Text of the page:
This article originally appeared in National Trust for Historic Preservation on October 18, 2018.
Frank Lloyd Wright was issued a test, of sorts, when a businessman named Darwin D. Martin approached him in 1902.
Martin, an executive at the Larkin Soap Company in Buffalo, New York, was looking for an architect to design his company’s administration building. He had encountered Wright’s work during a trip to Chicago and was impressed by what he saw. But Wright worked primarily in the Midwest; his reputation had not yet reached the East Coast. So before commissioning Wright to take on the monumental task of designing his company’s building, Martin hired him to design a modest house for his sister, Delta, and her husband, George Barton.
What resulted from Wright’s first East Coast commission was what many consider to be the finest example of his early Prairie-style work: a multi-building residential complex known as the Darwin D. Martin House.
And this August, the Barton House—the very first building completed in the complex—re-opened, following a nearly year-long, $2 million restoration.
The four-bedroom Barton House, completed in 1903, helped catapult Wright into national prominence. Martin was thrilled with Wright’s design, despite the fact that the architect nearly tripled the original budget for the house.
“Martin saw something in Wright. He saw the genius in this young architect,” says Martin House executive director Mary Roberts.
Indeed, Martin was so taken with the architect that he commissioned Wright to build his own home (known as the Martin House) on the same lot as the Barton House, as well as Graycliff, a summer house for his family in Derby, New York. Two other Larkin Company employees commissioned him to design their houses, as well. And yes, Martin did hire Wright to design the Larkin Administration Building—Wright’s first commercial commission.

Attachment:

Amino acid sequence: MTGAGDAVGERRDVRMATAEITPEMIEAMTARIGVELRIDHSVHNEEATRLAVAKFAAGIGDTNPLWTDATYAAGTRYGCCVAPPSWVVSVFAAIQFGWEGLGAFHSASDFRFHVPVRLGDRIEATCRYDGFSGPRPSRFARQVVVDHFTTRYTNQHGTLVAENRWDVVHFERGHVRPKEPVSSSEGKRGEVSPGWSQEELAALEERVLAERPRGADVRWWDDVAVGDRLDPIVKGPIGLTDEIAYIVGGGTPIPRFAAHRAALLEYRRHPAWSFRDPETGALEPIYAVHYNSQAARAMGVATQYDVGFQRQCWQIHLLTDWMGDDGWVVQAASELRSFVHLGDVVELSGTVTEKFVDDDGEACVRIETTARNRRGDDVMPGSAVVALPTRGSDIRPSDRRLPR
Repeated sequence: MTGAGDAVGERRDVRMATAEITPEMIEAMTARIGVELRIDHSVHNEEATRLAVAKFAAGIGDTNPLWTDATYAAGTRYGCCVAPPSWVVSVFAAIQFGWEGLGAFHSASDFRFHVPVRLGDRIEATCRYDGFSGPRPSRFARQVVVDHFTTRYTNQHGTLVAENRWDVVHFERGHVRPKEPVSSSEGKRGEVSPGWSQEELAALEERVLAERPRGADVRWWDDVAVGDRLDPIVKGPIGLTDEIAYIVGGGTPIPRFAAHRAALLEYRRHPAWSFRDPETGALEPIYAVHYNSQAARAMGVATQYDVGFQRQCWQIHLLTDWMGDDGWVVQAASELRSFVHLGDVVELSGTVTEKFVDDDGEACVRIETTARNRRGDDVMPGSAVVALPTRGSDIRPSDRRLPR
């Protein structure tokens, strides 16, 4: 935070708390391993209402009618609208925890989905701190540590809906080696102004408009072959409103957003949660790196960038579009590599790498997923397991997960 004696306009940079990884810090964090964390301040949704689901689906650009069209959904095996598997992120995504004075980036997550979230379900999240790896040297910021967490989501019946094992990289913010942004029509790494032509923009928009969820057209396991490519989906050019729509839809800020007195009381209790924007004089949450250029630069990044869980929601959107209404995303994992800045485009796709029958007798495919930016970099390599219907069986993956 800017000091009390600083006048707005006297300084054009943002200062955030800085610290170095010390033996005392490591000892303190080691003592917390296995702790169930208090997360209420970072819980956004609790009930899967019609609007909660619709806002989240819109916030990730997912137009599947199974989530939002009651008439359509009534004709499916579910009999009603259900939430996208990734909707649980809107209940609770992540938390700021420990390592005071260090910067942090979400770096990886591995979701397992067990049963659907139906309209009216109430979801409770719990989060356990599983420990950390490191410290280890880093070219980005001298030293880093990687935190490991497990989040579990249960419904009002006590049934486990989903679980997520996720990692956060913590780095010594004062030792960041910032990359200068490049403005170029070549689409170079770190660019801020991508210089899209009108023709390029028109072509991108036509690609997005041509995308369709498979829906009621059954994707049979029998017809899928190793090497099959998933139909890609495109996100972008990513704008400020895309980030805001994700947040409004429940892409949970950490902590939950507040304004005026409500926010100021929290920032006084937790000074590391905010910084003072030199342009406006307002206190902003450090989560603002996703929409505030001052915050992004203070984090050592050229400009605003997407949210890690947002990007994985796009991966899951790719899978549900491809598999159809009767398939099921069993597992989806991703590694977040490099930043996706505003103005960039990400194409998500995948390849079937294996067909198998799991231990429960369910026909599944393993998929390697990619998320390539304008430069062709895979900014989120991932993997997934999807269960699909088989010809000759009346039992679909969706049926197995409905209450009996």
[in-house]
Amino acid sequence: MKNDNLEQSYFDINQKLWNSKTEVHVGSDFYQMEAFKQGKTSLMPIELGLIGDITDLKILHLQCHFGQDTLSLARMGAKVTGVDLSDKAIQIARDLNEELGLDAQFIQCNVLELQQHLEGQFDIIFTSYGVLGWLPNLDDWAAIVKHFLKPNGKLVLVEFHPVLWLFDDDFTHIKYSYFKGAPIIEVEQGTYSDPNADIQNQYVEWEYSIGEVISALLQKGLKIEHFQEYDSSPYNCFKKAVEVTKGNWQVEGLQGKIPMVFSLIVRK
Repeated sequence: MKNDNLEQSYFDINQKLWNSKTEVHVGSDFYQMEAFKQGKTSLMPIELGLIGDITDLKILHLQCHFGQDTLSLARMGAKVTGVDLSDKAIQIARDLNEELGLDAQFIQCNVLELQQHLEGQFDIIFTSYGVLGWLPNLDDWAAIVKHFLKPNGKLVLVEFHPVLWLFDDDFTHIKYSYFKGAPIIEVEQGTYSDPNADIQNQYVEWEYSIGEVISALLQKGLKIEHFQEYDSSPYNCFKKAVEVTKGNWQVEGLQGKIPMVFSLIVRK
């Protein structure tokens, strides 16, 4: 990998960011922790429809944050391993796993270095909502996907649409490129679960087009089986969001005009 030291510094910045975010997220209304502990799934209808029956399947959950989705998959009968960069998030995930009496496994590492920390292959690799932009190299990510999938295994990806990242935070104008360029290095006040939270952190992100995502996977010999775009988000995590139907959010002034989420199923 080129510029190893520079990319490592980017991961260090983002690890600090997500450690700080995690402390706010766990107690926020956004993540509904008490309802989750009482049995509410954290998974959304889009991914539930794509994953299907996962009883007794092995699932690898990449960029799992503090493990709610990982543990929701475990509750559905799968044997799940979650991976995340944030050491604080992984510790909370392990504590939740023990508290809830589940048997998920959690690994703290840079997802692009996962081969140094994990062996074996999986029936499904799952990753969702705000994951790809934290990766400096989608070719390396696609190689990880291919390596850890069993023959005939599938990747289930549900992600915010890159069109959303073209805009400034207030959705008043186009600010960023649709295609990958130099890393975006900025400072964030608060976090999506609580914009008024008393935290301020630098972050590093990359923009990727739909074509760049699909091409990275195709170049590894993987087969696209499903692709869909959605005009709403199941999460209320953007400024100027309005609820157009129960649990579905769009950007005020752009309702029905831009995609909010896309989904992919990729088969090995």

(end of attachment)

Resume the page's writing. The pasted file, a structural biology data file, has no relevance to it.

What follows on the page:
But it’s the Martin House complex that is the centerpiece of what became known as Wright’s “Buffalo Venture.”
Throughout the years, though, the complex’s buildings had begun to fade. Later residents of the Martin House had made non-historic renovations to it, and it eventually sat vacant for many years. Three of the complex’s original structures were demolished, as well.
In 1992, the Martin House Restoration Corporation (MHRC) was formed to raise money and oversee the complete restoration of the Martin House and, eventually, the entire complex.
The Barton House was one of the final pieces of the complex’s restoration. It had fared better than the other buildings on the property, as it had been nearly continuously occupied since 1903, but it had some deferred maintenance. The house had retained all of its original materials, though, and had never seen any significant alterations throughout its life.
“It was remarkably intact,” Roberts says.
Work on the house began in September of 2017. Buffalo-based HHL Architects conducted extensive research and produced plans for the restoration. The house received major mechanical upgrades, including updated HVAC and electrical systems. The stucco eaves were replaced, and the masonry and chimney were repaired. All of the interior woodwork and built-in cabinetry was refinished. The original lighting was re-wired and repaired. Much of the original plaster was repaired and replaced, and the original color washes were reinstated, using what Roberts calls time-tested, organic methods, led by artist Jo Hormuth.
“The walls of the house are really beautiful,” Roberts says. “Wright had very specific ideas about how the plaster should look.”
Today, visitors can take guided tours of the entire estate, which is located in Buffalo’s historic Frederick Law Olmsted-designed Parkside neighborhood. And the Barton House is available for private events, as well.
Next on the MHRC’s agenda is restoring the complex’s landscaping. Work began this past spring and is expected to be completed next year. It’s the final piece of the complex’s complete, decades-long restoration.
Says Roberts, “Our end product is so authentic, and that takes a long time.”